And, just to clarify, I am referring to web based api applications,
where are many, all if which are affected, as xAuth is NOT,
apparently, and option in this type of setup.

On Aug 13, 8:54 am, Tom van der Woerdt <i...@tvdw.eu> wrote:
> On 8/13/10 4:31 AM, TheGuru wrote:
>
>
>
> > I'm curious to post this question to see if Twitter has fully thought
> > out the impact of forcing OAuth onto their API applications.  While it
> > may appear to be a more secure method preferred in principle by users,
> > the fact of the matter is that one of the main benefits of the API, is
> > the ability for third party twitter alternatives to be created, thus
> > allowing people to tweet during "business hours", when they normally
> > could not due to firewall / web sense restrictions, etc, that prevent
> > them from accessing the twitter.com domain.
>
> > Via basic authentication, users would never have to visit twitter.com
> > to login and gain access to twitter functionality via api clients.  By
> > shutting this down, you are now forcing ALL potential users to login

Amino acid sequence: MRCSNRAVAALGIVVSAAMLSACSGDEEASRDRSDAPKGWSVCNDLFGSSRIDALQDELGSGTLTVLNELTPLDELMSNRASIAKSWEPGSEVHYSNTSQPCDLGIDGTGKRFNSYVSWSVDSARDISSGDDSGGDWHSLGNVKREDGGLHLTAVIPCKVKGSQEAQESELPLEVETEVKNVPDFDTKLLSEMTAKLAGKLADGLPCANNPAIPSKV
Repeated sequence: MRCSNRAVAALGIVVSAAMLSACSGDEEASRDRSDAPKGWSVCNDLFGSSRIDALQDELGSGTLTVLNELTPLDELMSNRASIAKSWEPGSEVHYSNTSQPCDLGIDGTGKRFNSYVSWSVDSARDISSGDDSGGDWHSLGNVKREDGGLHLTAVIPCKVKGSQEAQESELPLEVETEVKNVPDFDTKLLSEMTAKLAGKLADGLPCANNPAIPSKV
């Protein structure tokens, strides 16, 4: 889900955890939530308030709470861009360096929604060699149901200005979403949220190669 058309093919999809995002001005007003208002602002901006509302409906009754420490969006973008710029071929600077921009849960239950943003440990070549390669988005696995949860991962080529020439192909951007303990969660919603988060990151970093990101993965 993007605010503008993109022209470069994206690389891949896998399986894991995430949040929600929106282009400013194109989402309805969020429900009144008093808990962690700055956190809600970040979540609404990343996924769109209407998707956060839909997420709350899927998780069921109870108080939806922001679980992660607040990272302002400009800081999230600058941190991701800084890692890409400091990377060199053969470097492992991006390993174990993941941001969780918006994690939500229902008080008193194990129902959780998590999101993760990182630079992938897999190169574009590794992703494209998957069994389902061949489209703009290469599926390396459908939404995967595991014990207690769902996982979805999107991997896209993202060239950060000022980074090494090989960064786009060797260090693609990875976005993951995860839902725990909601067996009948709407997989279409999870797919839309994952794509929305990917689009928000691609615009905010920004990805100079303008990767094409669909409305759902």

> > via twitter.com, many of which do not have access to this domain in
> > their workplace environment, thus excluding them from easily using
> > your service wholesale.
>
> > This can / will, I suspect, have significant impact on twitter usage /
> > volume, unless I am missing something and there is an alternative the
> > does not require them to directly access the twitter.com domain to
> > grant access.
>
> My opinion: if your boss does not allow twitter, then don't do it.
>
> Although I have to admit that your point is valid, except for one major
> flaw: if twitter.com was really blocked, then the API would be blocked
> as well ;-)
>
> Also, some (most) desktop clients do not require you to login via OAuth,
> but instead they use xAuth. I'm sorry that you will no longer be able to
> play the silly quizzes etc, but you'll just have to live with that :-)
>
> Tom

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